Buying ‘risky’ investments in a higher price band that also have the potential of financially penalising them down the line is also likely to create higher feelings of loss – i.e., life assurance, shares
Studies indicate, for example, that wealthier people as a group are less likely to own term-life insurance and more likely to own whole-life insurance because it serves as a partial savings instrument. These individuals also hold a higher level of wealth than others, suggesting that they tend to save more (presumably for precautionary motives), all other things being equal. The study also found that all groups regardless of personal wealth tended to overestimate the actual cost of life insurance by a large margin.
This finding support prospect theory which postulates that rational consumers may view pure protection insurance, such as term-life insurance, as a risky investment because the insured may lose premiums if a bad event does not occur within the pre-specified term. Hence, those who are fairly sensitive to the potential loss choose not to buy term-life insurance. Instead, they may choose a more safe option to prepare for uncertain future events by increasing precautionary saving.
Leadership decisions to invest in bad business and pricing strategies is another example of loss aversion in action. In particular, businesses natural bias for investing in their bad pricing decisions and blind spots because they do want to avoid the pain of a bad decision.
For example, HMV is a business that failed miserably because of loss aversion. They in fact, doubled down on bad strategy because they denied they made very bad business and pricing decisions.
HMV held on too long to a strategy that was once successful. They ignored online retailers, supermarket discounting and downloadable music. Even saying that it’s just a fad. Still, HMV opened a digital music store in 2010, by then, it was already too late. In January 2013, it went into receivership. The outcome of investing in loss aversion as a business.
Likewise, Nokia is another example of doubling down on a bad strategy because of loss aversion. In fact, the pain of loss caused by the company’s continued investment in its own proprietary operating system even though it was working for them. Though Android and iOS were dominating the market, Nokia suffered deep financial losses and sold mobile division to Microsoft to prevent further negative financial figures.
GM also is another example of a business strategy suffering at the hands of loss aversion. In 1998, for example, GM killed the EV1, a battery-operated car, just before a breakthrough in battery technology occurred. GM CEO Rick Wagner opined in 2005 as the GM’s biggest strategic blunder.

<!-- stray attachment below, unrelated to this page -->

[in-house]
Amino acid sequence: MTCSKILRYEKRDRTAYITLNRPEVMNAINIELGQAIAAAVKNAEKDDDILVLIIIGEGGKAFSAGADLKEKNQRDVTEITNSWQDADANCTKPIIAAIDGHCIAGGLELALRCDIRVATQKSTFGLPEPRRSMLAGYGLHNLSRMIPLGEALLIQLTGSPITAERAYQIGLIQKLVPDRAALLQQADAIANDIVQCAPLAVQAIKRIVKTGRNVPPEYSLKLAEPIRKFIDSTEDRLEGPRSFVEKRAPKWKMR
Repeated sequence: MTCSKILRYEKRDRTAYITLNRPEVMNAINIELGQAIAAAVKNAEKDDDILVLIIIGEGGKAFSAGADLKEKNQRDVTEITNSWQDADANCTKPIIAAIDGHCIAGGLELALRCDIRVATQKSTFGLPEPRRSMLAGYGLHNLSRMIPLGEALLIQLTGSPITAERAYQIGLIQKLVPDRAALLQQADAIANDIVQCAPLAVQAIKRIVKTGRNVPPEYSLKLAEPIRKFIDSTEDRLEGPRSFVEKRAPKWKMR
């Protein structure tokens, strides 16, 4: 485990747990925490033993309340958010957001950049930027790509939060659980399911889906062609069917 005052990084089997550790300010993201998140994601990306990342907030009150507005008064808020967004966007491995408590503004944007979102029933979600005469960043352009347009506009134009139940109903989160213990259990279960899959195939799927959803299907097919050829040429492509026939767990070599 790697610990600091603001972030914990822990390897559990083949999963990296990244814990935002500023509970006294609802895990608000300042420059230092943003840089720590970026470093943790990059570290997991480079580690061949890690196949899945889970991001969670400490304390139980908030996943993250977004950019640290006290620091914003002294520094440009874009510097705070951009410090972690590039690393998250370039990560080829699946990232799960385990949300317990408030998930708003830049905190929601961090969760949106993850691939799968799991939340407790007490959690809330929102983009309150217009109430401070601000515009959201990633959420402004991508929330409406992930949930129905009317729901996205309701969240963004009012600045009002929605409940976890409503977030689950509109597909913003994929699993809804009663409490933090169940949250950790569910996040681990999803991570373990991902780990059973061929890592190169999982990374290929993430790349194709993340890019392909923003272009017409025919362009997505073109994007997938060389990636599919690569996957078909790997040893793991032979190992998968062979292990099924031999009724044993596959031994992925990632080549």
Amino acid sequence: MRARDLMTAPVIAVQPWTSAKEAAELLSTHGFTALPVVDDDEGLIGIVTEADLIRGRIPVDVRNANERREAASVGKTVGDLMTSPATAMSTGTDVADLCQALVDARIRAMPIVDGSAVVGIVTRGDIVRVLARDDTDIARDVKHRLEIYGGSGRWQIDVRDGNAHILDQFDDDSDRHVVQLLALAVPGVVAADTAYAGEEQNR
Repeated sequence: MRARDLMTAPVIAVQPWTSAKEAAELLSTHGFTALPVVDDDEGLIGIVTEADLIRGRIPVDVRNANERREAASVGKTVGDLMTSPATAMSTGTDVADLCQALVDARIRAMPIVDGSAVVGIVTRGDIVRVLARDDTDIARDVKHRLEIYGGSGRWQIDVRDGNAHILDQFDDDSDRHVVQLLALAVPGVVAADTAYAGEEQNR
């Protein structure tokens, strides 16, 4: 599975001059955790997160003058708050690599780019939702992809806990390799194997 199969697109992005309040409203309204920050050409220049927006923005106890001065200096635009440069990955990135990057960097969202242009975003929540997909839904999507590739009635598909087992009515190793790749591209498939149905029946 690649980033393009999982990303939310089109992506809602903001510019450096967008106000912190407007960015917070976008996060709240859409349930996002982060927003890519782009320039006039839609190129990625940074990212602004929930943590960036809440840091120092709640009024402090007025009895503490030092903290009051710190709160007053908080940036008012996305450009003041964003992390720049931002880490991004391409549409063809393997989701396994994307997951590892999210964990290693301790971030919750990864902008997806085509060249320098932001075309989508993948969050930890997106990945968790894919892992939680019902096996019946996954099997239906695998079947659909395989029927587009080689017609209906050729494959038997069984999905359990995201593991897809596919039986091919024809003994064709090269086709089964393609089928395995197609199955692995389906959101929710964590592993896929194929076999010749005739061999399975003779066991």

What comes through from all these examples is that price, ideas, products and buying situations make people feel a whole range of gains and losses.
What is constant however, is that people value the avoidance of pain much more than the pleasure of gain. Which means how people are likely to value each of these gains and losses is a tough but key question for pricing departments to crack.
An important aspect of this theory then is understanding your customers reference point. As it is the reference point that defines gains and losses. And it is the reference point which is the one of the main causal drivers to different price response behaviours and price elasticity analyses.
A key aspect to focus on as a pricing manager is understanding your consumers or customers reference points when they buy from you. References points are a tricky concept to measure but they are essential to track. They exist entirely in your customers’ mind, yet they control their price responses and buying decisions (i.e., to buy or not to buy at that price).
A complicating factor, however, is that a reference point can change quickly – it is not necessarily fixed. Such a change is referred to as a reference point shift. Mere reflection of a purchase, a price and buying cycle can change the buyers reference point.
For example, when a product’s price is less than a customer’s internal reference point (IRP), the consumer is likely to perceive then product’s price as a loss and a gain. What’s more, when the customer recognises that the product’s price is not the same as their IRP, their reference point might shift from the repurchase state to their IRP. The extent to which this new reference point exceeds the product’s price would then be perceived as a gain, which could be termed as a perceived discount.